Guest post by Matthew Moore (@MatthewrMoore).
For years, artists have been trying to do anything they can to bring a different twist to the concert experience. Whether it’s a stunning light show, going out into the crowd during a tear jerking rock ballad, or bringing people from the crowd onto the stage, they’re doing whatever they can to make that concert one you will never forget. One artist that has approached this idea in a very unique way is Washington, D.C. based singer-songwriter Andy Zipf.
If you ask Zipf about what it means to be a musician, his philosophy is simple: “As a musician, you are building a story. You are worth more than a few terabytes of information. Go be with people.” For many artists, technology gives them a chance to be close to their fans without actually being close physically; for Zipf it provides the opposite experience.
On his most recent tour across the Midwest, Zipf decided to make his solo shows much less…solo. His “Participate Tour” poster displayed four smartphones with the phrase “We’re all in this together” written on the bottom. The idea of the tour, which ran from March 3–21, was that fans were not going to just another ordinary concert, but a jam session with “the gang.” The two ingredients that brought the fans and the musicians together were something most people would never think could or should make it into a live setting: SoundCloud and YouTube.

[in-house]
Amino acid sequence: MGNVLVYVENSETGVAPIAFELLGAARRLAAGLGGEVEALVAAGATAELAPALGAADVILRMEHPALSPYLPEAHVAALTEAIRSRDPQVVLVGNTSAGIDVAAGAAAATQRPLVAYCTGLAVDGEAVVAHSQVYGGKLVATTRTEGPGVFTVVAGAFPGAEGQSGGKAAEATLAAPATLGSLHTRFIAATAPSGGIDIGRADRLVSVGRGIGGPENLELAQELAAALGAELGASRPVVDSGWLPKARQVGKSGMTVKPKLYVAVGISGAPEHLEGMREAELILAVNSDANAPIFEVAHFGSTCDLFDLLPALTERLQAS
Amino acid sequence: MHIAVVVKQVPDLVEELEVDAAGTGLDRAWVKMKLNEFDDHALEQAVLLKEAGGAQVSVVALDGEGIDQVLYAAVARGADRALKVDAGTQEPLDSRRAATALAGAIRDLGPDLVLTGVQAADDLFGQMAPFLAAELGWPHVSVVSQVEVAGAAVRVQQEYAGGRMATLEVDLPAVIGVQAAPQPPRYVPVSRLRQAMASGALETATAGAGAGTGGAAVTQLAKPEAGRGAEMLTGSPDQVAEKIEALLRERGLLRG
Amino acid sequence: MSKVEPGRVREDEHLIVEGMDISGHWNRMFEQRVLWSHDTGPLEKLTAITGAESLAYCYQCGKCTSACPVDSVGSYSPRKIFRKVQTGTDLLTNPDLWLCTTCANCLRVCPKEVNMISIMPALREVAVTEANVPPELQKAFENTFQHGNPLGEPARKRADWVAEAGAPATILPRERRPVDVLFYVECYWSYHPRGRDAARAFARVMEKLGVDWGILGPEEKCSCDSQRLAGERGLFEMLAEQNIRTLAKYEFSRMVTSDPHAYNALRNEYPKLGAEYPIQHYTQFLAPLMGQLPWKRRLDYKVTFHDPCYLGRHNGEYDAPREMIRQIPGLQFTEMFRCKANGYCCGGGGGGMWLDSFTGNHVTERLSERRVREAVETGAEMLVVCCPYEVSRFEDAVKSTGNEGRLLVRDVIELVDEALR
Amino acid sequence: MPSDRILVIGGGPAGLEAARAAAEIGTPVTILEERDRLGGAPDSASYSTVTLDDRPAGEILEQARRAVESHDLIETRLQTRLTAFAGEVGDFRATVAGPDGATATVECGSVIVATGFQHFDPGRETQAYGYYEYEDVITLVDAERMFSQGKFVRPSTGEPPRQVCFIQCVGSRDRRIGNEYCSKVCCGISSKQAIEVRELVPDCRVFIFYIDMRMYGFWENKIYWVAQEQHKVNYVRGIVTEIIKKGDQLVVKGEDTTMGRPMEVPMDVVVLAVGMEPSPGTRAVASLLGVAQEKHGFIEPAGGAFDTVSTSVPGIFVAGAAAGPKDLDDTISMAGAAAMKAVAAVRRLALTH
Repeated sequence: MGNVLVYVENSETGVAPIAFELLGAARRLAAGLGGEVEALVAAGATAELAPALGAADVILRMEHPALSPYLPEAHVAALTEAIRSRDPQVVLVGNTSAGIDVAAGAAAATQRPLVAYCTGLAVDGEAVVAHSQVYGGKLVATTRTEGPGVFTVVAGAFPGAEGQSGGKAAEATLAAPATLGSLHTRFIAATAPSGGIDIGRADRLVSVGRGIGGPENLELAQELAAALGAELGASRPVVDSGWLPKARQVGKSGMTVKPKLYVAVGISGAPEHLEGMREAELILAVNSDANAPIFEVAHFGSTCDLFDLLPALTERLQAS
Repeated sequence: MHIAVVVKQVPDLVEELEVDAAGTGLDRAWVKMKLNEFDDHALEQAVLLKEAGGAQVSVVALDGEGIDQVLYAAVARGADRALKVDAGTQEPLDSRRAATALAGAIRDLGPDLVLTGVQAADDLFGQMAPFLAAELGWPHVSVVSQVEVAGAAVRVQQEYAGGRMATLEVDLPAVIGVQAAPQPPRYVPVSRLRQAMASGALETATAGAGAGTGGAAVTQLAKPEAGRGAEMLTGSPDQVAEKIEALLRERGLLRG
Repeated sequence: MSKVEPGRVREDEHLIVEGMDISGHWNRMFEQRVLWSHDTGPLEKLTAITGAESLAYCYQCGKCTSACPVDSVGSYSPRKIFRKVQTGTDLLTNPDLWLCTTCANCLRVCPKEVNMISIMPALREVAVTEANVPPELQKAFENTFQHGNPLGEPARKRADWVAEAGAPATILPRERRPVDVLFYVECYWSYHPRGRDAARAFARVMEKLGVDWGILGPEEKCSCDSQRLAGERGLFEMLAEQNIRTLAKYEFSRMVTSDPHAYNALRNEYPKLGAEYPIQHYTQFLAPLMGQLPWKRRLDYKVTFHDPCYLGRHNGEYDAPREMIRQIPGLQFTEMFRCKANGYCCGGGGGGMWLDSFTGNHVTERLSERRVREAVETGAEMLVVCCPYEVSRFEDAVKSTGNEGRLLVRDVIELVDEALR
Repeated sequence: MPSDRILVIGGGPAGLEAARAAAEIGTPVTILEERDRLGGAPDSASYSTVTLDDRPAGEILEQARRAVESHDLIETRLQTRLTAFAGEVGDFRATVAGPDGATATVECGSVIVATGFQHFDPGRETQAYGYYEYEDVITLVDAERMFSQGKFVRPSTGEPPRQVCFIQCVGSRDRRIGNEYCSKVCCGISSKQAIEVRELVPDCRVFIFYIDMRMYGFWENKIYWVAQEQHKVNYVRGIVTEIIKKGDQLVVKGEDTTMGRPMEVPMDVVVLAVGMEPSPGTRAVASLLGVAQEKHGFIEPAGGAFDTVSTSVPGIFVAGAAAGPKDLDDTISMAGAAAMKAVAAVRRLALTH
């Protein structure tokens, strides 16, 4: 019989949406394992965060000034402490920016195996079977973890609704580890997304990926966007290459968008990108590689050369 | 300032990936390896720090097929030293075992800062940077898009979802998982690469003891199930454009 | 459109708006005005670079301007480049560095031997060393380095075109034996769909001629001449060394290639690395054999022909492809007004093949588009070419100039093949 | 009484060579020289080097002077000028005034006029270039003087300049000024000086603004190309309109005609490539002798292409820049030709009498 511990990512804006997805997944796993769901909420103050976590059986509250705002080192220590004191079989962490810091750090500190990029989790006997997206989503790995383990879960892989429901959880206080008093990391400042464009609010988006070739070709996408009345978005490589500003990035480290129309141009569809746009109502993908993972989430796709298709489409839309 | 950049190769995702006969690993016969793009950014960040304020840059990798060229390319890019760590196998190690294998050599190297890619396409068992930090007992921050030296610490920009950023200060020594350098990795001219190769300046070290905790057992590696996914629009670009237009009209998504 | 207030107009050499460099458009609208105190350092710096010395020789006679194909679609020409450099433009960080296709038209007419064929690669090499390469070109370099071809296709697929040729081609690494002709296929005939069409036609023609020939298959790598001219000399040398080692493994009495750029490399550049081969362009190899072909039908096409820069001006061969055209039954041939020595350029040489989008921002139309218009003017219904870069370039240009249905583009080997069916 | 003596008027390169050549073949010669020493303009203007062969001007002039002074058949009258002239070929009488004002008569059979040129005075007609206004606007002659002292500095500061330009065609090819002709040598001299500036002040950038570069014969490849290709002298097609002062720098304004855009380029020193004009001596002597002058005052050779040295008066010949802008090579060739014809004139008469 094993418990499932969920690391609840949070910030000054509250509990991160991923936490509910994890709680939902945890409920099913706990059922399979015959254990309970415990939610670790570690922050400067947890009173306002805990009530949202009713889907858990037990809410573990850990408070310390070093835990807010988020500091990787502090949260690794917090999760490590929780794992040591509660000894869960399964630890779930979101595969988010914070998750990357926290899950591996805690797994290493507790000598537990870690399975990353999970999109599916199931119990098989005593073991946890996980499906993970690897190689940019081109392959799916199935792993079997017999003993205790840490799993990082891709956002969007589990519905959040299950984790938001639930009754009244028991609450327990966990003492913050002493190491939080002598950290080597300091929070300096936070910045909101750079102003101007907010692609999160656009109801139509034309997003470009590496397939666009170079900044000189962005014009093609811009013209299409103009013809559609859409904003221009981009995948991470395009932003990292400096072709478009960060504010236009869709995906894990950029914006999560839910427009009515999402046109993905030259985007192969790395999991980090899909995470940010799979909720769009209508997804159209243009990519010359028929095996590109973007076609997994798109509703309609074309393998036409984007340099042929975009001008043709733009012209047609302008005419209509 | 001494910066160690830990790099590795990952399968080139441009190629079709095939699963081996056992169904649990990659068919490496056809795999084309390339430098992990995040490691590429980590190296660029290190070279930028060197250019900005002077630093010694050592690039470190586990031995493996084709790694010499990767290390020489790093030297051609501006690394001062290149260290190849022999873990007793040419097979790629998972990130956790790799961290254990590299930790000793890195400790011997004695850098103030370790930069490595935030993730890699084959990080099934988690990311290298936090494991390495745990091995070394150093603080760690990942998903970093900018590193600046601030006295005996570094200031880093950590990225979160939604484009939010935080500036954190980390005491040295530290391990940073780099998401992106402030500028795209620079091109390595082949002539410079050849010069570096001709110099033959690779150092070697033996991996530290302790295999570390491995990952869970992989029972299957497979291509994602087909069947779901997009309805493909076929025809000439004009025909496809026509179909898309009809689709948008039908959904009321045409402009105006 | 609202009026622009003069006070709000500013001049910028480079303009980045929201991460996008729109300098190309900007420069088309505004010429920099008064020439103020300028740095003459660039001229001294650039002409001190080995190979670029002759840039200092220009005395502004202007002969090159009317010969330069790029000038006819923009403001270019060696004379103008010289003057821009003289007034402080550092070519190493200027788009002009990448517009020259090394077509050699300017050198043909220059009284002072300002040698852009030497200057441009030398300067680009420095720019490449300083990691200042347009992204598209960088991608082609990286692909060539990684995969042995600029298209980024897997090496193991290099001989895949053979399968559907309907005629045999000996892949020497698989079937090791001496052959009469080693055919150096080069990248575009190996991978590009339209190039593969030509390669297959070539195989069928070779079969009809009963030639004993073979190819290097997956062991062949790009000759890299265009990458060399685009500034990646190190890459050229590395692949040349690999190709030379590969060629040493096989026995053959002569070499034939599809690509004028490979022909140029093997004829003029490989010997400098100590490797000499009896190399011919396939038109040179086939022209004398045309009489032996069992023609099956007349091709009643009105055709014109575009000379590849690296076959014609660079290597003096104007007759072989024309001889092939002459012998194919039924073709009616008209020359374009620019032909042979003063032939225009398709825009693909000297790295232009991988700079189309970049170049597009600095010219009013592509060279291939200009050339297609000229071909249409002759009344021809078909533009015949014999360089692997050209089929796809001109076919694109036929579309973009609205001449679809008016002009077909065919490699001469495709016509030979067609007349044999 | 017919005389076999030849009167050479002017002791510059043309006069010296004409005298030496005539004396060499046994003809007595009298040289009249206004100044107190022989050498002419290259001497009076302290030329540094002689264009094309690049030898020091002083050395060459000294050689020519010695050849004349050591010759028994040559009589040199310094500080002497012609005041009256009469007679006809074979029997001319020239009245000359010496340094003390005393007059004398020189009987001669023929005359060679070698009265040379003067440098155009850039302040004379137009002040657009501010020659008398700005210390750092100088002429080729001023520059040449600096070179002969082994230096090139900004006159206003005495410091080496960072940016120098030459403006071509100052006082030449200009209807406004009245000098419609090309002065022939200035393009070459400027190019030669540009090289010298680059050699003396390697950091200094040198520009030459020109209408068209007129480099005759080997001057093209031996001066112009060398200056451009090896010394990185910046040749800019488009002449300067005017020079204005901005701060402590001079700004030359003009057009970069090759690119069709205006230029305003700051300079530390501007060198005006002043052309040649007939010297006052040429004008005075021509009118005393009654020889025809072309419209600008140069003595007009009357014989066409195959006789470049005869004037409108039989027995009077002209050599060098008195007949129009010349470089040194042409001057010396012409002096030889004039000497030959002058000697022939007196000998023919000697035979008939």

“I’ve been getting folks to sing, clap and stomp along to my tunes for a few years now. This is not a new thing,” says Zipf when asked where his inspiration for this idea came from. “Woody Guthrie and Pete Seeger set the tone in the ‘30s and ‘40s, then Bob Dylan came along, then multitudes of singer-songwriters…I’m just one of many trying to keep that tradition alive.”
So why use cell phones? “We are attached to our mobile devices, constantly sharing,” he says. “It’s great to be able to connect with so many people in an instant, but we are not truly together. So when I went out in March, I hoped to encourage participation in the music, using a little bit of the old tradition and some of the new.”
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